By Peter Roberts
The story of the moment is not so much the Covid-19 pandemic, but the discrimination, disadvantage and in some cases abuse that women suffer every day in Australian workplaces.
This situation is disgracefully endemic in what should be Australia’s model workplace – the federal Parliament.
Lack of opportunity, bullying, belittlement, unwanted sexual advances and even rape appear to be common in the Parliament, so why not in our own backyard in manufacturing?
We know for certain some of this happens in manufacturing – especially the under-representation, the gender pay gap and the lack of advancement to leadership positions – from the official statistics.
The problem begins even before work. Despite having similar performance levels at school women choose STEM education at a lower rate than men.
In 2017, for example, boys accounted for 79.2 of STEM subject completions at school compared to 20.8 per cent of girls.
This flows on to the STEM workforce where only 27 per cent are women, while in engineering only 12.4 per cent were women in 2016.
Women earn less than their male counterparts.
The gender pay gap in engineering is 11.0 per cent, in science 12.4 per cent and ICT 20.2 per cent.
And women are less likely to get to the top in their chosen professions.
In academia 31 per cent of academic and research workers are women but only 14.5 per cent of professors are women.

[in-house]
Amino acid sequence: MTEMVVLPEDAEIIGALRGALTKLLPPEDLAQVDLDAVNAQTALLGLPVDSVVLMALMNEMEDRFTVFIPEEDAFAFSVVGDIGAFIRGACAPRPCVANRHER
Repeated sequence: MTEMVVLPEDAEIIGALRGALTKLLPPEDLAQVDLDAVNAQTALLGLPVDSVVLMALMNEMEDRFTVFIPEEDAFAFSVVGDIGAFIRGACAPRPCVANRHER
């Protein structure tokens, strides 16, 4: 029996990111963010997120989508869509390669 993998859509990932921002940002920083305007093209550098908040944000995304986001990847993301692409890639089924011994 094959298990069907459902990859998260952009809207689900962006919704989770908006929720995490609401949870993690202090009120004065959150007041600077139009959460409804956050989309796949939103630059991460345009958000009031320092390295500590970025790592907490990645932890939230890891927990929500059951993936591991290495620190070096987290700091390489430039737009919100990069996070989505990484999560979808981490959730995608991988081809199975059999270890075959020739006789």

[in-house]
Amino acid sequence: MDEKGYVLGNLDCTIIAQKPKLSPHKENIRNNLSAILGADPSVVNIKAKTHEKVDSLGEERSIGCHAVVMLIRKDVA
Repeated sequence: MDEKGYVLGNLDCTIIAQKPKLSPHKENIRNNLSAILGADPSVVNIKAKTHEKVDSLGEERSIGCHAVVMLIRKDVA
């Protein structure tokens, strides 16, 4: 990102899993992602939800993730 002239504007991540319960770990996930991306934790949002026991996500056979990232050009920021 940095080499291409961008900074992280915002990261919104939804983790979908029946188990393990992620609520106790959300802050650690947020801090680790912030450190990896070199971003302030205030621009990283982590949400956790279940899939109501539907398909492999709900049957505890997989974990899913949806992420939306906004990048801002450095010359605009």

The story is the same in business with the Chief Executive Women (CEW) ASX200 census showing there are only 10 female CEOs of ASX 200 companies, the lowest since the census began.
(In @AuManufacturing, Serena Ross (pictured) wrote on the experience of being a female CEO in manufacturing in November)
The story is the same in other C-level fields – only 16 per cent of CFO’s for example are women.
The census found only 30 companies of the 200 had 40 to 60 per cent women in their executive leadership teams.
The top performing manufacturing company in the 200 is vitamin manufacturer Blackmores where women make up 55 of the executive team.
Of course the problem of the under representation of women goes right to the top.
Of the 11,000 organisations from which the WGEA annually collects gender data, around one third currently have not a single woman on their boards.
So we know women are under-represented in manufacturing, paid less, promoted less and become leaders less often than men.
What we do not know is the extent to which the appalling behaviour of men towards women in Parliament also applies in manufacturing – let’s hope it is far less common. Let’s hope it is uncommon.
But let’s end on a positive note.
In 2020 the federal Workplace Gender Equality Agency established that companies who appointed a female CEO increased their market value by five per cent — worth nearly $80 million to an average ASX200 company.
Increasing the number of women in other key leadership positions by 10 per cent or more, meanwhile, increases a company’s market value by 6.6 per cent or an average $105 million.
So to manufacturing leaders – have a good look at your organisation and ask whether women are treated fairly and with respect – and what can be gained by taking affirmative action to increase female representation in your organisation.
Picture: Serena Ross
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